Ten-At-A-Time Cookies

Ten-At-A-Time Cookies
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On this day in 1791, 10 amendments were added to the Constitution of the United States. Those amendments are the Bill of Rights and today we pay tribute to them. Do you know them by heart? If not, try to memorize them and reward yourself with a tiny cookie every time you get one right.
  • 1/2 cup white whole-wheat flour
  • 1/4 cup plus 2 teaspoons barley flour
  • 1 tablespoon cornstarch
  • 1/4 teaspoon baking soda
  • 1/4 teaspoon salt
  • 4 tablespoon unsalted butter, at room temperature
  • 1/4 cup granulated sugar
  • 1/4 cup firmly packed light brown sugar
  • 2 tablespoon lightly beaten egg
  • 3/4 teaspoon vanilla extract
  • 2 teaspoon heavy cream
  • 1 tablespoon whole milk
  • 2/3 cup extra-dark chocolate chips
  1. Mix the flour, barley flour, cornstarch, baking soda, and salt together in a medium-size bowl; set aside.
  2. In a mixing bowl, using a handheld electric mixer, beat the butter and both sugars on medium speed until light and creamy; beat in the egg and vanilla, then beat in the cream and milk. Using a mixing spoon, stir in the flour mixture, followed by the chocolate chips. Chill the dough for 1 hour.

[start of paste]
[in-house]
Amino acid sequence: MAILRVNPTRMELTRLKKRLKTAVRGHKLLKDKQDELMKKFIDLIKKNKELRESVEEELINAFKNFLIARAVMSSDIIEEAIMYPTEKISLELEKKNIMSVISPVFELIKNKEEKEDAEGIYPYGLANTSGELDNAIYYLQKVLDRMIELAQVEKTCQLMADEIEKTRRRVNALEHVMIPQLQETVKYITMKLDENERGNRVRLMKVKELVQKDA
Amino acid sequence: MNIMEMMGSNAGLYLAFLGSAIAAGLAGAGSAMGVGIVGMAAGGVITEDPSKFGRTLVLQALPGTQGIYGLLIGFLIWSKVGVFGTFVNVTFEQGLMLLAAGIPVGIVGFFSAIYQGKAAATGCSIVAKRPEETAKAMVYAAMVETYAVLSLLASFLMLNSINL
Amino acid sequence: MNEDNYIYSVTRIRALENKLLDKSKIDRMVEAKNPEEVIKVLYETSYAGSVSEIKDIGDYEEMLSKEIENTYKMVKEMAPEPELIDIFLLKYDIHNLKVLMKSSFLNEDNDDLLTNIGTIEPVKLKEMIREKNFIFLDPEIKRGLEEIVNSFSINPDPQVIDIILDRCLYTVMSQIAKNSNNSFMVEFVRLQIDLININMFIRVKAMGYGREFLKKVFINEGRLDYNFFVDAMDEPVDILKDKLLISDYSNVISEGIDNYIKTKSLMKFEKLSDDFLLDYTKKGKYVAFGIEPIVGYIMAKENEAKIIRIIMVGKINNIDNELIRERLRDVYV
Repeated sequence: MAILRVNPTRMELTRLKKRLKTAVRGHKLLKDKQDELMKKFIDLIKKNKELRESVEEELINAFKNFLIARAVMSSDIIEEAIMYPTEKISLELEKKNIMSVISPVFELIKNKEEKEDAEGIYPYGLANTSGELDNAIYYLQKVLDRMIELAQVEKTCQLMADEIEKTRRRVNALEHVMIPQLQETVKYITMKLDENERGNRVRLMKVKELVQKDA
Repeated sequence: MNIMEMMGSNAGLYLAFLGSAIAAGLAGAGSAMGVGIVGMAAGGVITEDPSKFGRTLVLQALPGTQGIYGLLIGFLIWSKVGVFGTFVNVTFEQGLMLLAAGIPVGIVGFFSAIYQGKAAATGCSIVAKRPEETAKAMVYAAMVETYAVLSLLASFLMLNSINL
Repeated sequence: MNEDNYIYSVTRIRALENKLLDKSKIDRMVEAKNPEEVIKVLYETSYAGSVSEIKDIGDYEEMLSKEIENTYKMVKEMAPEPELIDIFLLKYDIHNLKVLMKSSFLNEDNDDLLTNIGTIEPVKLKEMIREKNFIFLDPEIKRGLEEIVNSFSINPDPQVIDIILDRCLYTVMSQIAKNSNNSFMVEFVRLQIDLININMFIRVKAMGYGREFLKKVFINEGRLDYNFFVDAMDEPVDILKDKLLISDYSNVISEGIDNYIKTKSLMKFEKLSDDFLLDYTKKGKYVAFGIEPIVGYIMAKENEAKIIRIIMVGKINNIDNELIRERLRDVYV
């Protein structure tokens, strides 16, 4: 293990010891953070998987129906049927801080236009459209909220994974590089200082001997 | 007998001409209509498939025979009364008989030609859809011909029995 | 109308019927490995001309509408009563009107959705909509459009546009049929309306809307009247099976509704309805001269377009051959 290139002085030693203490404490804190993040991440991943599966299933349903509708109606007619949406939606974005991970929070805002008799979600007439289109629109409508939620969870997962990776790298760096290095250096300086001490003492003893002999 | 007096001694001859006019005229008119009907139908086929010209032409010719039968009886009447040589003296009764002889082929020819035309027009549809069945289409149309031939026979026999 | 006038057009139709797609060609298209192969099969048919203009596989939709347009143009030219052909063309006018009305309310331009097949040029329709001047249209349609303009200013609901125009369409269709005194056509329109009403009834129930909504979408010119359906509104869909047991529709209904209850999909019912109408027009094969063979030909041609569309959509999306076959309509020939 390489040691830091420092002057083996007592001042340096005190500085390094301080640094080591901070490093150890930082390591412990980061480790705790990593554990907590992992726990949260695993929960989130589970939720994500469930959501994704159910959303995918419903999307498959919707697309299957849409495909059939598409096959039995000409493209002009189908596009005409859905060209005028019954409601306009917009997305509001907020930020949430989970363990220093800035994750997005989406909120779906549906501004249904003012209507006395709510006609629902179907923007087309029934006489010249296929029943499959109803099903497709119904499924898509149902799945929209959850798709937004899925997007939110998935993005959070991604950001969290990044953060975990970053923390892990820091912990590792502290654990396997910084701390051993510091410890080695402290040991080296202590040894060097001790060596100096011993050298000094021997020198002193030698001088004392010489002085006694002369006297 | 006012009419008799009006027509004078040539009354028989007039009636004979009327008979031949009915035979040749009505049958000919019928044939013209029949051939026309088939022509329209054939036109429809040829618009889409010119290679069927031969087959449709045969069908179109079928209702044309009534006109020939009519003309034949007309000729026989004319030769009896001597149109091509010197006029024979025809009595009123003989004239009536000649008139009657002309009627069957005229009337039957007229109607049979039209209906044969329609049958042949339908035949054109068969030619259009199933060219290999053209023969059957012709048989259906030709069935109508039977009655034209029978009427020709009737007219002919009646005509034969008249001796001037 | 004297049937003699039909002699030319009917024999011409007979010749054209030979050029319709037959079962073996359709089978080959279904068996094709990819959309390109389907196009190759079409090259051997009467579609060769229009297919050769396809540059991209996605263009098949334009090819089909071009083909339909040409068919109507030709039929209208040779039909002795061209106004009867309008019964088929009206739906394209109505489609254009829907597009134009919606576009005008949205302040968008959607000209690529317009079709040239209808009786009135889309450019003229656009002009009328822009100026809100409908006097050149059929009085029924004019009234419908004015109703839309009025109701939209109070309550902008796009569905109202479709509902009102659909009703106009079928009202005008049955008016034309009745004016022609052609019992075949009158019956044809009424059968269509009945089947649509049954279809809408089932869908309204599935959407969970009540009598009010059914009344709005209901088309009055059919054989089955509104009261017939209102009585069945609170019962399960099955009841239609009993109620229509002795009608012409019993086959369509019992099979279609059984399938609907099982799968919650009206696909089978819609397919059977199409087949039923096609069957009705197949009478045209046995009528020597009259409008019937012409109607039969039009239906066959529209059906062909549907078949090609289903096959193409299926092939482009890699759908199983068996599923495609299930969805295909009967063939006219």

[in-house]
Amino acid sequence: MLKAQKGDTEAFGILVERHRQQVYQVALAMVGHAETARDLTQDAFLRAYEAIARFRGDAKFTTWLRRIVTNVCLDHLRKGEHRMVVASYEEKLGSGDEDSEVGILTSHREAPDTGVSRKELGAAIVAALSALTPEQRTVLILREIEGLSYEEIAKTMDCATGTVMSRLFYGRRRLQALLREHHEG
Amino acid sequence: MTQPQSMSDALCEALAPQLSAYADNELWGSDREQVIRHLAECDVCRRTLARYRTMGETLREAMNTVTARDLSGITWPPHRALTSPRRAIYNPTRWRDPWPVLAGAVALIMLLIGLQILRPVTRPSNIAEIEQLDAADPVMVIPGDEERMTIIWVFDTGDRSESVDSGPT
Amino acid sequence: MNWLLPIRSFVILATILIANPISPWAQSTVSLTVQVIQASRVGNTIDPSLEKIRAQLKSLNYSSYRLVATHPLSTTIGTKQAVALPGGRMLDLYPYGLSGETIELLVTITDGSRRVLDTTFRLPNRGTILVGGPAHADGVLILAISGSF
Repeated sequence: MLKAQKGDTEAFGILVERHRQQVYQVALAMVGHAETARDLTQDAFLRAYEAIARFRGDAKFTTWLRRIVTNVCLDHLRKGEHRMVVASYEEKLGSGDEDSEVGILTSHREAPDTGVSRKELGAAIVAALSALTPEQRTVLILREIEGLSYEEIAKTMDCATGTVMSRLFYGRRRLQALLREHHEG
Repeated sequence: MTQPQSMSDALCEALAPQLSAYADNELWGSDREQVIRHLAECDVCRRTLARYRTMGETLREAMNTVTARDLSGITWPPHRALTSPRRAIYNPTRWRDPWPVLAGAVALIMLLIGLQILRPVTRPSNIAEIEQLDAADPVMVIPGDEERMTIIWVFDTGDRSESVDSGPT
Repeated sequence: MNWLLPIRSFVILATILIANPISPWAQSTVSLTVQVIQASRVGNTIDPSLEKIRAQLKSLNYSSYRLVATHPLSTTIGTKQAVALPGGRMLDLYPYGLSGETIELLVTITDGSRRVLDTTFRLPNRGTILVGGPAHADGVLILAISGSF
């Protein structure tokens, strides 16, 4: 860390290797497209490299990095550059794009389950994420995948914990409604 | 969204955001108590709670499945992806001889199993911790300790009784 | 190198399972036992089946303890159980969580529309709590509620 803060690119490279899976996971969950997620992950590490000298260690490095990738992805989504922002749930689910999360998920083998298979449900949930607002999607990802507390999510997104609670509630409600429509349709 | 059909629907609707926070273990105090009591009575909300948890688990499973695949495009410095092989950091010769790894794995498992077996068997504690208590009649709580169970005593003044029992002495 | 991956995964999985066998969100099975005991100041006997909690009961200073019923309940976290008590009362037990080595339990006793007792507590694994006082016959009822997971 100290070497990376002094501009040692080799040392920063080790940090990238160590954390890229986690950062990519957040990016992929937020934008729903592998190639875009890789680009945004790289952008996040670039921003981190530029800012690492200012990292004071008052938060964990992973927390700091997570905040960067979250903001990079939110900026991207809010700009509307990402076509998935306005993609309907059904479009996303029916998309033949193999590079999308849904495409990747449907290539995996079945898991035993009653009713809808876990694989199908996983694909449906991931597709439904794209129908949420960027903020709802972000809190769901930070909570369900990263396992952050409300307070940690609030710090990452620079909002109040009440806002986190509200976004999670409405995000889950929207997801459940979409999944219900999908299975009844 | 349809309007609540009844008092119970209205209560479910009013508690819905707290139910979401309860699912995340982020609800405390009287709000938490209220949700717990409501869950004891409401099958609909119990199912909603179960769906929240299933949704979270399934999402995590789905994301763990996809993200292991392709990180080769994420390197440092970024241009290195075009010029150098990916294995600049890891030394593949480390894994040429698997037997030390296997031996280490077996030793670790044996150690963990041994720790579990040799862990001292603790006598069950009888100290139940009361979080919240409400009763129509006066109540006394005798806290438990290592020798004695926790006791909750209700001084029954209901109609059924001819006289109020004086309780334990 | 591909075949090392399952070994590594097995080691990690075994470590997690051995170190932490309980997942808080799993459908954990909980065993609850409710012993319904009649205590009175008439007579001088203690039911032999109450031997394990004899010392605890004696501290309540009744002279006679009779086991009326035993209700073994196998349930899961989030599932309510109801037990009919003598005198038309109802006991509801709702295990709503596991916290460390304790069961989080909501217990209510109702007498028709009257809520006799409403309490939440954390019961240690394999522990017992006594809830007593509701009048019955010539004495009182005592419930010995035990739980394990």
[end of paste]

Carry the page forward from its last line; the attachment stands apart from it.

3. Preheat the oven to 375 degrees and place a rack in the center. Line 2 large baking sheets with nonstick foil or parchment paper.
  4. Scoop rounded ¼ teaspoons of cold dough and shape into tiny balls no more than ½-inch in diameter. Place the balls onto the prepared baking sheets. Bake 1 sheet at a time for 6-9 minutes, or until the edges are browned and the cookies appear set. Let cool on the baking sheets for about 3 minutes, then transfer to a wire rack to cool completely. The cookies will crisp as they cool.
  5. Baker’s Notes: The mixture of white whole-wheat and barley flour makes this cookie a little more wholesome, though most of it is comprised of chocolate chips. The cookies are tiny. I use 1/4 teaspoon of dough per cookie, each having about 3 regular size (not miniature) chocolate chips and just enough dough to bind them. We enjoy the nutty flavor of barley flour, but if you can’t find barley flour, substitute ¼ cup (1.1 ounce) all-purpose flour. For thicker cookies, shape the dough into tiny balls, put them in a sealable plastic bag, and chill them overnight. If you prefer thin cookies, subtract 2 teaspoons of barley flour and watch the cookies closely as they bake.